Pollina said he hopes his bill will help reduce that cost shift to taxpayers.

“It puts private health insurance plans in line with what Medicaid already does,” Pollina said.

Claudia Pringles, a Montpelier parent whose child has autism said she was “really happy” with the Senate bill.

“I think it’s a great step forward,” she said.

The bill will still need to make its way through the finance and appropriations committees before it hits the House floor.

Correction: The headline on this story was corrected on March 5 at 9:53 a.m. The original headline said the state’s estimate for expanding Medicaid coverage for autism would cost $500,000. The Joint Fiscal Office is currently creating a new fiscal note on the subject, but the number is likely smaller than that, according to Judith Ursitti with Autism Speaks.

Alan Panebaker

Comments

  1. Arthur Hamlin :

    The $10 million estimate never made any sense, especially considering the JFO had previously estimated the cost to be less than $200,000. If the cost is almost zero why have any age limit?! My child who has an autism spectrum disability is over 21 so this will not help our family and it will still be hard for us to obtain the services he needs as they are not covered by our state insurance plan.

  2. Patricia Crocker :

    The bill sounds great on first look, but medicaid is getting around this by deeming many of the services that these children get as “medically unnecessary”. Don’t begin to think for a single moment that rationing is not occurring. People claim that the “greedy insurance companies” are doing it, but it is happening in government services already and will continue to do so, even more so, once single payer goes into effect.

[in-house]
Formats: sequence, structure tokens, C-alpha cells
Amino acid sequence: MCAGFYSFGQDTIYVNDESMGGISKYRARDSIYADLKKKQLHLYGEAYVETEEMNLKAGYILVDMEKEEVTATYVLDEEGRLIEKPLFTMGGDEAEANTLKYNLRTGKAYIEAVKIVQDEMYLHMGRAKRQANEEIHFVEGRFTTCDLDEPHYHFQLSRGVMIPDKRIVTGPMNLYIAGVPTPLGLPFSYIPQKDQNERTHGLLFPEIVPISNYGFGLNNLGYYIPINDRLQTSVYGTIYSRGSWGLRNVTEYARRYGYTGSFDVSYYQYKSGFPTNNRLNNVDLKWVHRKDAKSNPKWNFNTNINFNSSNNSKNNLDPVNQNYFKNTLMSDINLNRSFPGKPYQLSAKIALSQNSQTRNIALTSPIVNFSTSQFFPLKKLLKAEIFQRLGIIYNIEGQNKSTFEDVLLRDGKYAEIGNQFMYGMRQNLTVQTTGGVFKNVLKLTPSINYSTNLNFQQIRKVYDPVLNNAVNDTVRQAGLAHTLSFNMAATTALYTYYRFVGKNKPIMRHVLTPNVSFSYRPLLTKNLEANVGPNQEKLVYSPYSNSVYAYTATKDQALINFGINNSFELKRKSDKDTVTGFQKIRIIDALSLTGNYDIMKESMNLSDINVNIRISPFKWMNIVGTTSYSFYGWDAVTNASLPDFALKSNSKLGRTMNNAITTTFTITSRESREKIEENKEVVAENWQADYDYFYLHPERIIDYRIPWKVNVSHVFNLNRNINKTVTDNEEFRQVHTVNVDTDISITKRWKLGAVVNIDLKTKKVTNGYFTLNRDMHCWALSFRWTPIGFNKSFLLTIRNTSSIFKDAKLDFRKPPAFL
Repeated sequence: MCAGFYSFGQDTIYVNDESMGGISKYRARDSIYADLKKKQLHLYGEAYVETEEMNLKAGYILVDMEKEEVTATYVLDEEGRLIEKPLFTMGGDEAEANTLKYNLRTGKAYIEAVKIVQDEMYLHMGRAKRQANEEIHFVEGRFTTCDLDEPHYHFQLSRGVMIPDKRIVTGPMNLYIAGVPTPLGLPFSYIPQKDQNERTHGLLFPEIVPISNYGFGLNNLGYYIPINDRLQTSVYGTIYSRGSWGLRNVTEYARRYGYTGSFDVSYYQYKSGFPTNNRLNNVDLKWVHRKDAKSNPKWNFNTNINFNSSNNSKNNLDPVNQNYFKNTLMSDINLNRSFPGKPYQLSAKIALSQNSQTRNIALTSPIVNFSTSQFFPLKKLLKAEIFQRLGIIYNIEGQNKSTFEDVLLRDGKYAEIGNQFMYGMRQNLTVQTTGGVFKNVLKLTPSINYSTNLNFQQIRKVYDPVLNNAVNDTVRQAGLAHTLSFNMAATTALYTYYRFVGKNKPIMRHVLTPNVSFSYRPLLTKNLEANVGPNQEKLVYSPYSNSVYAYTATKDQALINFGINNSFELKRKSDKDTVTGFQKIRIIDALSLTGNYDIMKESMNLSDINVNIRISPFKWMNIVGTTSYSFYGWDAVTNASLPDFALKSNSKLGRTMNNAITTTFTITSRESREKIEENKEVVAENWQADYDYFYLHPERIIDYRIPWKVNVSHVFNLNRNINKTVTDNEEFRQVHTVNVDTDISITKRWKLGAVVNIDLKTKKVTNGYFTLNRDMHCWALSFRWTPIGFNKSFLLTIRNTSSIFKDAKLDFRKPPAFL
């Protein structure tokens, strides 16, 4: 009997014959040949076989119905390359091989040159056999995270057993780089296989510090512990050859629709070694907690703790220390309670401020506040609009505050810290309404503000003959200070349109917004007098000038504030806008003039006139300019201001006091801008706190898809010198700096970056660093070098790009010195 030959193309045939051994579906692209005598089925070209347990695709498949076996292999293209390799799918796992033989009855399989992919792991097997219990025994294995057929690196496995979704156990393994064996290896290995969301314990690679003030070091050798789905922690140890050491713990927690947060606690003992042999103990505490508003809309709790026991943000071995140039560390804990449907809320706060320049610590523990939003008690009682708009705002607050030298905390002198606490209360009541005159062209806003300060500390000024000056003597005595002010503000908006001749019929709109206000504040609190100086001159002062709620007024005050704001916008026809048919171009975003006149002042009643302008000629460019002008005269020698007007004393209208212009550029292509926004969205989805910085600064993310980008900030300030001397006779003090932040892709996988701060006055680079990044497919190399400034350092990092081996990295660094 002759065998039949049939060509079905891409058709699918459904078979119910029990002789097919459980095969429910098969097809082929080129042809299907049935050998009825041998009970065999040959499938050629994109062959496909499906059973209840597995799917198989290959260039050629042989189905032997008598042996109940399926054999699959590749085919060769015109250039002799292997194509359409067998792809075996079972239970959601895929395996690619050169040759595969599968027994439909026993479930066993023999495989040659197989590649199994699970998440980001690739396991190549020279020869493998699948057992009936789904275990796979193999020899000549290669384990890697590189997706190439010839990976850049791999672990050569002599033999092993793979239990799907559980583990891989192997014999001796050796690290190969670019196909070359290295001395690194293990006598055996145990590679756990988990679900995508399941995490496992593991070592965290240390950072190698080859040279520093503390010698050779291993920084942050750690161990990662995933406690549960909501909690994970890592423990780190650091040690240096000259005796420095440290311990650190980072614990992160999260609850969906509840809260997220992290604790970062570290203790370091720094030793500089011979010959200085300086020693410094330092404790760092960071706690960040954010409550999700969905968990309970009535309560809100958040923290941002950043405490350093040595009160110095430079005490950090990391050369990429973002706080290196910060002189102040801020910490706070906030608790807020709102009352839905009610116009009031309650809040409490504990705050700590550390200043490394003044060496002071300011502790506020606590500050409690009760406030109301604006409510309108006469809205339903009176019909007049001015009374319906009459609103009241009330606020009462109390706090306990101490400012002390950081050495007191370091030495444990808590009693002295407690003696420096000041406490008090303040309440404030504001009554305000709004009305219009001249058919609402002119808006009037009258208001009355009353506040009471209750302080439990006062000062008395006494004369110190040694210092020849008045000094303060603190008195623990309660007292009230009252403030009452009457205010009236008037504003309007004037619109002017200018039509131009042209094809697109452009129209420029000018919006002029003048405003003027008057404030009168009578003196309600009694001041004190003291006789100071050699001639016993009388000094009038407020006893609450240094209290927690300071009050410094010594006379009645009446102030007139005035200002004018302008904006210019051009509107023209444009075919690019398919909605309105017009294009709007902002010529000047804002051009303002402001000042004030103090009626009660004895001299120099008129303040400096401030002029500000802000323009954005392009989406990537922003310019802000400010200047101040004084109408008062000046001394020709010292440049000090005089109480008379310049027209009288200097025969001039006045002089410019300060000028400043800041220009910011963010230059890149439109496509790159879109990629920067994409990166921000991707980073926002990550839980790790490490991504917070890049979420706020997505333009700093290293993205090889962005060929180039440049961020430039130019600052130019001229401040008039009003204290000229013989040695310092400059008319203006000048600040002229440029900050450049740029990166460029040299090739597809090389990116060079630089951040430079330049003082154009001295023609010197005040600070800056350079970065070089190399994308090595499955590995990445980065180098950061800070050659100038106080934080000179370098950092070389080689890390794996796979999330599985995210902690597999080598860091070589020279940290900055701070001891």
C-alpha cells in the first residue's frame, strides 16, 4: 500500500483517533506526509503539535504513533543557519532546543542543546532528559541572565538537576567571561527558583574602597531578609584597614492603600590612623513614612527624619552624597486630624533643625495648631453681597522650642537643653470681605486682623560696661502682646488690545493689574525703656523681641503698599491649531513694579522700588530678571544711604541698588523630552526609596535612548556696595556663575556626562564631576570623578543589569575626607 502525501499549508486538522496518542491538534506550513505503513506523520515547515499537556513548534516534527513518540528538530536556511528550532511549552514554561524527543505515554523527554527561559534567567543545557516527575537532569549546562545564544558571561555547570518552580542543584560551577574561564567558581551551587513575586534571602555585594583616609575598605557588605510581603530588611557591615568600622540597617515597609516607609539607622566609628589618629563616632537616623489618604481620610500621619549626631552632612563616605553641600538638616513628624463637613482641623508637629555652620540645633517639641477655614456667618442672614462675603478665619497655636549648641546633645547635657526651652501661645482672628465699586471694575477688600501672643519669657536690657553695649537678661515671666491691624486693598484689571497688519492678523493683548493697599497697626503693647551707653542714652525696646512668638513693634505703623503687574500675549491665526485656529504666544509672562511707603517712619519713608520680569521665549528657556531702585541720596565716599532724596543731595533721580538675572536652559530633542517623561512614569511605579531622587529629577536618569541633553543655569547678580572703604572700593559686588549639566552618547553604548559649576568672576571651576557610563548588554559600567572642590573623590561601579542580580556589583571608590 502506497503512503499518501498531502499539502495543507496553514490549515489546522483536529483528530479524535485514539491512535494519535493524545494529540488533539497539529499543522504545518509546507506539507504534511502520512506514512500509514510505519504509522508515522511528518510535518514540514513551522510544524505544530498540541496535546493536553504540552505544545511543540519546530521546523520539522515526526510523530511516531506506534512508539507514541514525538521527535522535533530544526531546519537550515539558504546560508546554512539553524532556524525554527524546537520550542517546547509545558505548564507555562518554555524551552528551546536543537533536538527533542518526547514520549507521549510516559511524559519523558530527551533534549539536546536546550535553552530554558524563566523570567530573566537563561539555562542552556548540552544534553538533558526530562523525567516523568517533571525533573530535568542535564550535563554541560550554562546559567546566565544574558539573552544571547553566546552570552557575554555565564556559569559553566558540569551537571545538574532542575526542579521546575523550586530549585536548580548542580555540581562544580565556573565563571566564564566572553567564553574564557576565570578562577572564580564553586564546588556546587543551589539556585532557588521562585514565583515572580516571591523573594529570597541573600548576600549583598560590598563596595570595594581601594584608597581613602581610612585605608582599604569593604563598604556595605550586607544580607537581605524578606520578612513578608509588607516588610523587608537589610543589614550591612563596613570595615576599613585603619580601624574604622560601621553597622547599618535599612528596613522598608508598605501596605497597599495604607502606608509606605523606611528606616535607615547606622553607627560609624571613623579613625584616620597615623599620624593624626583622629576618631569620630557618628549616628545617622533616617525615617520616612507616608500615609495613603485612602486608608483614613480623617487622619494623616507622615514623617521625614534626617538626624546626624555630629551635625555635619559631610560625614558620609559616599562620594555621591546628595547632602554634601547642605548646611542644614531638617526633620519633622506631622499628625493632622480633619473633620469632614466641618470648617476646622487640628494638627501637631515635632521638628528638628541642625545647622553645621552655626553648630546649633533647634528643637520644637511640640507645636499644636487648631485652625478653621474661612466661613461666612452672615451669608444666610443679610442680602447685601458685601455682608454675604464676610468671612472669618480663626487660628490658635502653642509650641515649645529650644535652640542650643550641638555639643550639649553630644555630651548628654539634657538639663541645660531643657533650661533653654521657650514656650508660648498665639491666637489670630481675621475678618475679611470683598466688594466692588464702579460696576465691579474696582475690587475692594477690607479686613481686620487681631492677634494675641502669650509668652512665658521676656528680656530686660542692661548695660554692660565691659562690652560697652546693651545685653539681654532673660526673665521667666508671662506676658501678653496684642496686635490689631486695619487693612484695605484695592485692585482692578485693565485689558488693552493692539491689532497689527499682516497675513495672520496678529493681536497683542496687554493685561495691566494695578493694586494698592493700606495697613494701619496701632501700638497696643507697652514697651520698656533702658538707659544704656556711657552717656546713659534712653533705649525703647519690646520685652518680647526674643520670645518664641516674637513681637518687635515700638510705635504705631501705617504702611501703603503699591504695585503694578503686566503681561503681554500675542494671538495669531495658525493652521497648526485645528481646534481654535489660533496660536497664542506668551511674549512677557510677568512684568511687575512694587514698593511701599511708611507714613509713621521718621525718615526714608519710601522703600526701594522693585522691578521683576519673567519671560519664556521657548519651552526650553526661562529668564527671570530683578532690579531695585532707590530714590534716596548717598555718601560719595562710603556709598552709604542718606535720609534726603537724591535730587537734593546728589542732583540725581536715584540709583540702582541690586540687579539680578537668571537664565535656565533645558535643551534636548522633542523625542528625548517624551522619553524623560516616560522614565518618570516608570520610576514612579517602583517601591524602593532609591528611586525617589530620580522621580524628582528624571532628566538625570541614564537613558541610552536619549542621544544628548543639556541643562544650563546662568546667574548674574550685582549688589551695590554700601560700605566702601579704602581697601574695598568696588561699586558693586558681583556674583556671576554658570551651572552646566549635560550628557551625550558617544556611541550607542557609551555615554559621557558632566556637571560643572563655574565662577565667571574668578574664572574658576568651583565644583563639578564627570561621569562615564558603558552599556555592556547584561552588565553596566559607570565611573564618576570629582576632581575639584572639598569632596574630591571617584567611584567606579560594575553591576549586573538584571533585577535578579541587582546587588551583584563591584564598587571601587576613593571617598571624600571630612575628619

3. Laurie Mumley :

    Hopefully this goes through-it is LONG overdue! (Although I question why we’d stop coverage at age 21, Autism is a lifelong condition)

  4. Lois whitmore :

    It’s important to remember that autistic children grow into autistic adults, though their needs change as they age, particularly as they age out of school programs–for example, a successful grant program in VOC REHAB, the “YES” program, addressed the issue of employment supports for Aspberger teens, at the high end of the autistic specturm, who were, and are still, ineligible for any other Voc Rehab programs, since they are not developmentally disabled, but, are socially disable, even though they are able to enter the workforce with the extra support and social skills training.

    At some point there is an overlap in issues other than strictly medical ones– long term supportive housing, planning for when autistic children outlive their parents, et al and cannot manage on their own, which the state also needs to envision.

  5. Thank you for this article Alan. That’s right, autism doesn’t end at age 21 in response to some of the reader’s comments…Here’s an interview show regarding an inside look at autism legislation http://www.livingtheautismmaze.com/radiator_030112.html